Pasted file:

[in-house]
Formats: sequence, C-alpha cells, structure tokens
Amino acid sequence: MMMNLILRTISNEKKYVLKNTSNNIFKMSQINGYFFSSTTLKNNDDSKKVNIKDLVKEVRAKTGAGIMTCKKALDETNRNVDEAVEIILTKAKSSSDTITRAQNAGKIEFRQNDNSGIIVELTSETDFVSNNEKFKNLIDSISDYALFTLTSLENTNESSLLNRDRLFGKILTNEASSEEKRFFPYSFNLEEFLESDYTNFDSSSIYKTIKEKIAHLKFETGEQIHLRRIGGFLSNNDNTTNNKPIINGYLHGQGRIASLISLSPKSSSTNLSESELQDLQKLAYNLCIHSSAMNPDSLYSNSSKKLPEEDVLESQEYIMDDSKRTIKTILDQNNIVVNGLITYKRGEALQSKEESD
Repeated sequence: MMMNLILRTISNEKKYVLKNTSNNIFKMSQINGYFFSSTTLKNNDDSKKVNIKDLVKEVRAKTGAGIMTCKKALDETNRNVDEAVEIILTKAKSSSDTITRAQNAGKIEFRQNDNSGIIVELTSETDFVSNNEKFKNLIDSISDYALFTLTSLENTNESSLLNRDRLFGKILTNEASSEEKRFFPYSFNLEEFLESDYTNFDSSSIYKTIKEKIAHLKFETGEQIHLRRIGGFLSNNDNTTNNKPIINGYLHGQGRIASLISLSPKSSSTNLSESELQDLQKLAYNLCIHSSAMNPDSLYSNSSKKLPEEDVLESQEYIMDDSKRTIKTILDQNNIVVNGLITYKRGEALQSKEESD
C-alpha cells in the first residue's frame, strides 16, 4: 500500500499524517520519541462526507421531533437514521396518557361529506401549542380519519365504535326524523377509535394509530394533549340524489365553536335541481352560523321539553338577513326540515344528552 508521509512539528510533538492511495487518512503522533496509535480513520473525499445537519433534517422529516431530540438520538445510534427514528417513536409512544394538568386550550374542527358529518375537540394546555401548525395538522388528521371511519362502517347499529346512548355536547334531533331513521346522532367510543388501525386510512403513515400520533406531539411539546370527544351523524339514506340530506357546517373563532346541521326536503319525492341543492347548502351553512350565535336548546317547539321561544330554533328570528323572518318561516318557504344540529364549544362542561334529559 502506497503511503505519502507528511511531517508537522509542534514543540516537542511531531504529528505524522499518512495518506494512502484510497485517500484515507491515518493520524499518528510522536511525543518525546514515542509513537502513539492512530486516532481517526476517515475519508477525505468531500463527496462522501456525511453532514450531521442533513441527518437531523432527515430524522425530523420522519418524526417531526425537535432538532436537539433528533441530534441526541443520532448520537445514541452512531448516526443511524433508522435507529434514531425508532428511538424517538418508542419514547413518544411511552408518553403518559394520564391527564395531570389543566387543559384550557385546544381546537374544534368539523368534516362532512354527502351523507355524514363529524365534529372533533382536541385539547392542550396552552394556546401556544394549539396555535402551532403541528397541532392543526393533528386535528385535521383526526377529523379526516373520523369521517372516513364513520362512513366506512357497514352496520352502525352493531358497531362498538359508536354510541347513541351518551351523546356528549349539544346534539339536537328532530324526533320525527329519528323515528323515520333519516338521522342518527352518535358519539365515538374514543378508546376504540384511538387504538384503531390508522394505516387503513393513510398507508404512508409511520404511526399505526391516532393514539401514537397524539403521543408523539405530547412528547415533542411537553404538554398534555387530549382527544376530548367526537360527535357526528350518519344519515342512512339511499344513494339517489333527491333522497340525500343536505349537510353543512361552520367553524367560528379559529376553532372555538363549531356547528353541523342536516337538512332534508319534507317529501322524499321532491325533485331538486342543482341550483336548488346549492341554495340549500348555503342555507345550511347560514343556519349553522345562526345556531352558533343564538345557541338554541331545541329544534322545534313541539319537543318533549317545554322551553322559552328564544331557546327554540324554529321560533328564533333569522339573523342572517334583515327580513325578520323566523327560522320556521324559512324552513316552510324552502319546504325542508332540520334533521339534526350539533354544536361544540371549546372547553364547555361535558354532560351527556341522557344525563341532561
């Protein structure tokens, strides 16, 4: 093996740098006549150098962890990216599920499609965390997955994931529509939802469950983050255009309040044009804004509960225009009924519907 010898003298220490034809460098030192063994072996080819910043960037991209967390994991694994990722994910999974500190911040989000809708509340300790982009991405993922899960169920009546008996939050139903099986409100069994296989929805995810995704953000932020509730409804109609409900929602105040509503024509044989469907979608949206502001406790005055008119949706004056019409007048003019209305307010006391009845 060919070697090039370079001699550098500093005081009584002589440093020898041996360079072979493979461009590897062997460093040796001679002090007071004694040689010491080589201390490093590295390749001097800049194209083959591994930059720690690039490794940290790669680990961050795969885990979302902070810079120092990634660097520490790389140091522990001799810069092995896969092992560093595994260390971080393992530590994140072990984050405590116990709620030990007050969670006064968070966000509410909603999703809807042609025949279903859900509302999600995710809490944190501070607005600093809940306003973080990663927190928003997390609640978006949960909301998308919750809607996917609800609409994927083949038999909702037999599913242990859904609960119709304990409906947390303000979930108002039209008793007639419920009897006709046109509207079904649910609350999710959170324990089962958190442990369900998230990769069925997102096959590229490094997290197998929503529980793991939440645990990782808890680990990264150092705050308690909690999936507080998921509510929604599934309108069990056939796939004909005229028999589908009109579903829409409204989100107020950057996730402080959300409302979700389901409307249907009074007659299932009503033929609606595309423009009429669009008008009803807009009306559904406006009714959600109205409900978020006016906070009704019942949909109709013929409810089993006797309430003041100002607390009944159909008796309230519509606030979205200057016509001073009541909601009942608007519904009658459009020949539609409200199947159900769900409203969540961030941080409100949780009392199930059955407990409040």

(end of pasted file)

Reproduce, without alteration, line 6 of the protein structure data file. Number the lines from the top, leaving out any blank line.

């Protein structure tokens, strides 16, 4: 093996740098006549150098962890990216599920499609965390997955994931529509939802469950983050255009309040044009804004509960225009009924519907 010898003298220490034809460098030192063994072996080819910043960037991209967390994991694994990722994910999974500190911040989000809708509340300790982009991405993922899960169920009546008996939050139903099986409100069994296989929805995810995704953000932020509730409804109609409900929602105040509503024509044989469907979608949206502001406790005055008119949706004056019409007048003019209305307010006391009845 060919070697090039370079001699550098500093005081009584002589440093020898041996360079072979493979461009590897062997460093040796001679002090007071004694040689010491080589201390490093590295390749001097800049194209083959591994930059720690690039490794940290790669680990961050795969885990979302902070810079120092990634660097520490790389140091522990001799810069092995896969092992560093595994260390971080393992530590994140072990984050405590116990709620030990007050969670006064968070966000509410909603999703809807042609025949279903859900509302999600995710809490944190501070607005600093809940306003973080990663927190928003997390609640978006949960909301998308919750809607996917609800609409994927083949038999909702037999599913242990859904609960119709304990409906947390303000979930108002039209008793007639419920009897006709046109509207079904649910609350999710959170324990089962958190442990369900998230990769069925997102096959590229490094997290197998929503529980793991939440645990990782808890680990990264150092705050308690909690999936507080998921509510929604599934309108069990056939796939004909005229028999589908009109579903829409409204989100107020950057996730402080959300409302979700389901409307249907009074007659299932009503033929609606595309423009009429669009008008009803807009009306559904406006009714959600109205409900978020006016906070009704019942949909109709013929409810089993006797309430003041100002607390009944159909008796309230519509606030979205200057016509001073009541909601009942608007519904009658459009020949539609409200199947159900769900409203969540961030941080409100949780009392199930059955407990409040």